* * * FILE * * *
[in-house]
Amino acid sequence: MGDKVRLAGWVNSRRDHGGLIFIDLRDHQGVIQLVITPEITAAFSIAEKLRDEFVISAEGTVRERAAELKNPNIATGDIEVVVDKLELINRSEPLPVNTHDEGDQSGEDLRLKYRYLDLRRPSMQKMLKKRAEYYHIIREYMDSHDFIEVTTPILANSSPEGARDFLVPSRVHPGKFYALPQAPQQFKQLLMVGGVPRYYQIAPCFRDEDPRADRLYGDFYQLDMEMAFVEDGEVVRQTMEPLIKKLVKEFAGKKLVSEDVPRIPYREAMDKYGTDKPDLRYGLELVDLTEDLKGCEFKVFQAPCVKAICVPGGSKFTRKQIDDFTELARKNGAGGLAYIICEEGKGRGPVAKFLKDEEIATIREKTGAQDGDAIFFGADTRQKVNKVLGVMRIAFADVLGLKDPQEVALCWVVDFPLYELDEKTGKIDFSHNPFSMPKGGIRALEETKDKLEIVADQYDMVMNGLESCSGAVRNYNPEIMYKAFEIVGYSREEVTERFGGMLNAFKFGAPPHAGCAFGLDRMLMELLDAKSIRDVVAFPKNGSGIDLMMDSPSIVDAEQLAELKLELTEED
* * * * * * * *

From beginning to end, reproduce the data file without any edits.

[in-house]
Amino acid sequence: MGDKVRLAGWVNSRRDHGGLIFIDLRDHQGVIQLVITPEITAAFSIAEKLRDEFVISAEGTVRERAAELKNPNIATGDIEVVVDKLELINRSEPLPVNTHDEGDQSGEDLRLKYRYLDLRRPSMQKMLKKRAEYYHIIREYMDSHDFIEVTTPILANSSPEGARDFLVPSRVHPGKFYALPQAPQQFKQLLMVGGVPRYYQIAPCFRDEDPRADRLYGDFYQLDMEMAFVEDGEVVRQTMEPLIKKLVKEFAGKKLVSEDVPRIPYREAMDKYGTDKPDLRYGLELVDLTEDLKGCEFKVFQAPCVKAICVPGGSKFTRKQIDDFTELARKNGAGGLAYIICEEGKGRGPVAKFLKDEEIATIREKTGAQDGDAIFFGADTRQKVNKVLGVMRIAFADVLGLKDPQEVALCWVVDFPLYELDEKTGKIDFSHNPFSMPKGGIRALEETKDKLEIVADQYDMVMNGLESCSGAVRNYNPEIMYKAFEIVGYSREEVTERFGGMLNAFKFGAPPHAGCAFGLDRMLMELLDAKSIRDVVAFPKNGSGIDLMMDSPSIVDAEQLAELKLELTEED